Review: 15 years later, Super Castlevania IV still doesn't suck.
Super Castlevania IV is one of the more recognizable games in the long-running vampire-hunting series. Released in the USA on the Super Nintendo Entertainment System (SNES) in 1991, Super Castlevania IV has little in terms of storyline or exploration like today's Castlevania entries. Instead it's pure platforming action at its best, as Simon Belmont (that's you) treks to Dracula's Castle to battle the famous vampire. Of course, the road to Dracula's Castle is littered with traps and enemies, so your skill with your whip and on your feet will make the difference between life and death.
If your Castlevania experience is primarily from Symphony of the Night (1997) forward, you're going to notice a stark contrast in the design of Super Castlevania IV versus today's outings. For starters, Super Castlevania IV is very linear. Aside from a few hidden areas, there are no real alternate routes to take here. The other major difference is that Super Castlevania IV requires more platforming skills than many recent Castlevania games. Jumping deaths may occur more frequently than you'd like, especially if your timing is off and you forget about incoming Medusa Heads or that pesky enemy that hits you just as you land. Learning these enemy patterns and getting your timing down was a vital strategy in beating games like this, and Super Castlevania IV is an excellent example.
You're also not going to see any RPG elements here. You won't be able to stock up on potions or level Simon up to ridiculous proportions. The player can only obtain items like hearts or health power-ups by whipping candles or hollow walls. Additionally, aside from subweapons like the axe and cross, you can't carry any items. That means that if your life bar is running low, you'll need to find a pork chop or backtrack to one or you're worm food. That also means that going into boss battles with only a few hit points left could mean a quick demise.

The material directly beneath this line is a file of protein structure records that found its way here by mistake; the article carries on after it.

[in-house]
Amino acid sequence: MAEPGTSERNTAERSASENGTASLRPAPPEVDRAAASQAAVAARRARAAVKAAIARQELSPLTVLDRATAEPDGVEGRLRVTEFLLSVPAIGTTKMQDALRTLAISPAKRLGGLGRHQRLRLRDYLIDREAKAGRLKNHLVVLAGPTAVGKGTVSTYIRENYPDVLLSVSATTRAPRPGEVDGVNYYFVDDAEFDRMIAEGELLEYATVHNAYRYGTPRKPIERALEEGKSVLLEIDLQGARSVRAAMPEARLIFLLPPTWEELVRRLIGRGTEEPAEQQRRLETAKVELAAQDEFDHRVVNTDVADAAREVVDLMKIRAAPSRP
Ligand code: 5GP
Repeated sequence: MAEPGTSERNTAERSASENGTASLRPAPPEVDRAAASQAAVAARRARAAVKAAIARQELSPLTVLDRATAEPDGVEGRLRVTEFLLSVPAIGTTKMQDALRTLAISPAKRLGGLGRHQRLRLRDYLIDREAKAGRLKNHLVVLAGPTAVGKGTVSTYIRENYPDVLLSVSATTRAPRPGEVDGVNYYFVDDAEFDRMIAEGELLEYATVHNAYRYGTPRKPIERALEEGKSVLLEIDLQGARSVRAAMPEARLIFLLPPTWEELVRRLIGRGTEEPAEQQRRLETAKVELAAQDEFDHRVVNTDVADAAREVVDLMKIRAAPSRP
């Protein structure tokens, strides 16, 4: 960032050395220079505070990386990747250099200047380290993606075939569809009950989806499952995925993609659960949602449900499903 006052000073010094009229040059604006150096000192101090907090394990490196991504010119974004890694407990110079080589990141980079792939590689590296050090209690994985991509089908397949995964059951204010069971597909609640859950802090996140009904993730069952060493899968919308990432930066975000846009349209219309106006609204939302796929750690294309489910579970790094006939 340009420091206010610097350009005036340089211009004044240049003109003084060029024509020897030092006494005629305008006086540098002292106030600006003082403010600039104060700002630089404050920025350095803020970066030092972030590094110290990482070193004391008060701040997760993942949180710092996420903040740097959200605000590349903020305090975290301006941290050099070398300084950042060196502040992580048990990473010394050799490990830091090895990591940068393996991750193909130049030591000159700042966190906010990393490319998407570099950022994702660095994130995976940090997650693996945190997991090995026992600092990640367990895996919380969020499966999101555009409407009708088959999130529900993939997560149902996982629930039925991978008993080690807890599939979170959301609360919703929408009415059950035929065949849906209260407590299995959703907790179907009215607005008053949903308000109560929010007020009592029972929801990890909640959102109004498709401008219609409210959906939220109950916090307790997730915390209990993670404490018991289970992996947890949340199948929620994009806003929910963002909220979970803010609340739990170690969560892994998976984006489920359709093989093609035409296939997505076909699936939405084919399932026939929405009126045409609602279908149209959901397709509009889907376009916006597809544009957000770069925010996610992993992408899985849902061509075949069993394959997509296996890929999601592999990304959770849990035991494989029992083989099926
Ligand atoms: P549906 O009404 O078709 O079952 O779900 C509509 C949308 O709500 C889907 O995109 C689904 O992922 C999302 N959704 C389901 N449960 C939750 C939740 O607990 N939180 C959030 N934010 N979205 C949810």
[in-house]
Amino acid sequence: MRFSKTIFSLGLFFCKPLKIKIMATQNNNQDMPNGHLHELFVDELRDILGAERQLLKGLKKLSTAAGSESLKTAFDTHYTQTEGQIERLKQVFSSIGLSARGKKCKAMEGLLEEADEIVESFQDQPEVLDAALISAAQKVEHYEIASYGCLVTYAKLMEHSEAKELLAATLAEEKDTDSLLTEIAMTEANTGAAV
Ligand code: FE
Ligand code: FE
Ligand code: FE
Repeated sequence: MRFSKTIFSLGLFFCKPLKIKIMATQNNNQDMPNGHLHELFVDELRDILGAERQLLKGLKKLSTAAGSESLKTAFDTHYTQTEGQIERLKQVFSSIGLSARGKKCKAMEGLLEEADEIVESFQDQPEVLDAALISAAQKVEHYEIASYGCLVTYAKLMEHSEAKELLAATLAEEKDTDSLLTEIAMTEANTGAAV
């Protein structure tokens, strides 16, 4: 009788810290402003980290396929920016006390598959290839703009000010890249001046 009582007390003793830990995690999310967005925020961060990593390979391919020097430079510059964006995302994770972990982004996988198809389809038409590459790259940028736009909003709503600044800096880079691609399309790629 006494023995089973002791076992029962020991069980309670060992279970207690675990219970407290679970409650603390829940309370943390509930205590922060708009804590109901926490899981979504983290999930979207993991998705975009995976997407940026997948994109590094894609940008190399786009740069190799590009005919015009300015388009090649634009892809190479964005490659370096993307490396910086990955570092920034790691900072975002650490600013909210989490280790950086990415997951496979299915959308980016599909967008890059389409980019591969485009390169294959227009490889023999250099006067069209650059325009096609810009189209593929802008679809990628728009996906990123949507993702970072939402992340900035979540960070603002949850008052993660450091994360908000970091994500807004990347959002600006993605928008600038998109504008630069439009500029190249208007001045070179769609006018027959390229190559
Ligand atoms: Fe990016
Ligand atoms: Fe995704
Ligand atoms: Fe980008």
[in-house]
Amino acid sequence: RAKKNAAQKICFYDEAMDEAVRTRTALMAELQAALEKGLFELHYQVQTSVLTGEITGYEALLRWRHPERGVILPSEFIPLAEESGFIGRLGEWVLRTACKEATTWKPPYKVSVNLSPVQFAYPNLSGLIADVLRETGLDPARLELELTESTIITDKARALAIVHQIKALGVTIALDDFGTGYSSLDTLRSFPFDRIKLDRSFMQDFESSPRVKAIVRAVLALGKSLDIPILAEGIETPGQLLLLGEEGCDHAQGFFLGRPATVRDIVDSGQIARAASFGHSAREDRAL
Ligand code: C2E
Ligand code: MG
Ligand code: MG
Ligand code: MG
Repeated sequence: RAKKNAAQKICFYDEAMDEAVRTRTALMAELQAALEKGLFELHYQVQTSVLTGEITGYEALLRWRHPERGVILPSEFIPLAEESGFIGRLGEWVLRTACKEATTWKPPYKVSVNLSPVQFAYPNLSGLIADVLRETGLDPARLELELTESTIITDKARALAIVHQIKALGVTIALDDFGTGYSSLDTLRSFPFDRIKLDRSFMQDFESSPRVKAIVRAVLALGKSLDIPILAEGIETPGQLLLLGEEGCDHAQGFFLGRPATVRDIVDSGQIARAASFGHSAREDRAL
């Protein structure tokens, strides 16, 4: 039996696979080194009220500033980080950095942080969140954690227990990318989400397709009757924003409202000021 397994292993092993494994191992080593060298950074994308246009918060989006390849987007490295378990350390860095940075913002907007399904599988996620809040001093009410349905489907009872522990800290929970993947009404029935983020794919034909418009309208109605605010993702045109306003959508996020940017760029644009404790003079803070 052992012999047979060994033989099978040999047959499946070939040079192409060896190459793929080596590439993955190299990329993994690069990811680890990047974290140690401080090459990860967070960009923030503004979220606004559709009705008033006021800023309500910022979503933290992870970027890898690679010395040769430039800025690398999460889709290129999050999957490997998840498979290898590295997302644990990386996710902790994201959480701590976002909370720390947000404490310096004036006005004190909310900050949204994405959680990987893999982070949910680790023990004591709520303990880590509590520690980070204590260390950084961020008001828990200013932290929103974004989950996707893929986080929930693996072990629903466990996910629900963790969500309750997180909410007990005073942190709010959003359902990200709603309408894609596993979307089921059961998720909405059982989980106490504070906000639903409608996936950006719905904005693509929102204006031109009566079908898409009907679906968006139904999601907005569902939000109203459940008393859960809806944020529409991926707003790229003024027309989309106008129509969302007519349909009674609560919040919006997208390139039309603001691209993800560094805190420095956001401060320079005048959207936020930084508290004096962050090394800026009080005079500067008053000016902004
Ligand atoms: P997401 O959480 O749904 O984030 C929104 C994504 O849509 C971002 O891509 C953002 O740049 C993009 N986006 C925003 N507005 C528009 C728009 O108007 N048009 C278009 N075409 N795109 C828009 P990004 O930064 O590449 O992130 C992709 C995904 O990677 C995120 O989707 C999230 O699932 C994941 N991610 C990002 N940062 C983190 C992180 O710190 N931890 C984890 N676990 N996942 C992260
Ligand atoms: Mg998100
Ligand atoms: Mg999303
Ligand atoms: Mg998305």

What you will see in Super Castlevania IV is a return to the Vampire Killer whip that the Castlevania series had been synonymous with for many years. Swordplay is non-existent here, but that's not such a bad thing as Simon is quite the renaissance man with his whip. Attacking from a distance is easier with the whip, plus it's required in order to clear several vast pits through latching onto whip rings.
As with the other SNES games on the Virtual Console, Super Castlevania IV requires either a Gamecube controller or the Classic Controller add-on. There are very few control issues to speak of with this game, although on some rare occasions I did experience some quirks with the Classic Controller's D-Pad when aiming upwards with the whip. Since the Classic Controller is shaped similarly to the SNES controller, gamers who have played the original game before will have no problem adapting to this version.
Visually, Super Castlevania IV still holds up well, despite its age and a few bouts with slowdown. Some of the monster designs from this game would carry over to Symphony of the Night'such as the boss tag team of Slogra and Gaibon. You'll also see appearances by several now-familiar mainstays of the Castlevania series, including the aforementioned Medusa Heads, Bone Dragons, Skeletons, Ghouls, and bosses like Death and The Mummy.
A mix of familiar areas (such as the Library and Clock Tower) and unique settings (like the Treasury) give the game a great, immersive look. The game also utilizes some early scaling and rotation technology, which was made possible by the Super Nintendo's Mode 7 feature. Rotating rooms, leaping between large chandeliers, and huge bosses were all attributed to Mode 7. These effects were certainly the eye candy of their time. The music in Super Castlevania IV also holds up very well. Some of the Castlevania series' recurring themes, including the now-legendary "Bloody Tears", are mixed with classically-influenced original compositions resulting in a gothic mood.